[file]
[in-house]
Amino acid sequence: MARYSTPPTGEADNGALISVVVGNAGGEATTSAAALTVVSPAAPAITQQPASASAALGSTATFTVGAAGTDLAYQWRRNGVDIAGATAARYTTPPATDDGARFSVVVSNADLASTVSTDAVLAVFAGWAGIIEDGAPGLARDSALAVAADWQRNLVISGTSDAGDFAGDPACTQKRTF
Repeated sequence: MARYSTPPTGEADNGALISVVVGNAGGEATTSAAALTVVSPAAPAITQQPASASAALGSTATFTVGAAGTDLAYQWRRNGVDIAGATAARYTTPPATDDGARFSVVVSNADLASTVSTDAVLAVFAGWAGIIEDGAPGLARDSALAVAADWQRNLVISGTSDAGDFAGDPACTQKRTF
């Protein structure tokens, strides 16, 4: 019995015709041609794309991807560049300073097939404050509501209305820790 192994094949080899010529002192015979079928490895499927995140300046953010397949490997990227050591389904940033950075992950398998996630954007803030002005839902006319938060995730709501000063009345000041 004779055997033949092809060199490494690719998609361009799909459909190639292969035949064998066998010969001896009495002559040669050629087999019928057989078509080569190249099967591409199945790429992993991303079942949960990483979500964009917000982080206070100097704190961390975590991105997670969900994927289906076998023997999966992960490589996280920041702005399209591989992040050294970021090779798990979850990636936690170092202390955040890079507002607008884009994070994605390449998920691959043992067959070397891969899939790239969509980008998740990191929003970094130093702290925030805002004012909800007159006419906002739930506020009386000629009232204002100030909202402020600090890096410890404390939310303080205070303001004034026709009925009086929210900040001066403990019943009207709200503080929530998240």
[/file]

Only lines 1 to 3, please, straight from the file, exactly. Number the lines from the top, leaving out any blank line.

[in-house]
Amino acid sequence: MARYSTPPTGEADNGALISVVVGNAGGEATTSAAALTVVSPAAPAITQQPASASAALGSTATFTVGAAGTDLAYQWRRNGVDIAGATAARYTTPPATDDGARFSVVVSNADLASTVSTDAVLAVFAGWAGIIEDGAPGLARDSALAVAADWQRNLVISGTSDAGDFAGDPACTQKRTF
Repeated sequence: MARYSTPPTGEADNGALISVVVGNAGGEATTSAAALTVVSPAAPAITQQPASASAALGSTATFTVGAAGTDLAYQWRRNGVDIAGATAARYTTPPATDDGARFSVVVSNADLASTVSTDAVLAVFAGWAGIIEDGAPGLARDSALAVAADWQRNLVISGTSDAGDFAGDPACTQKRTF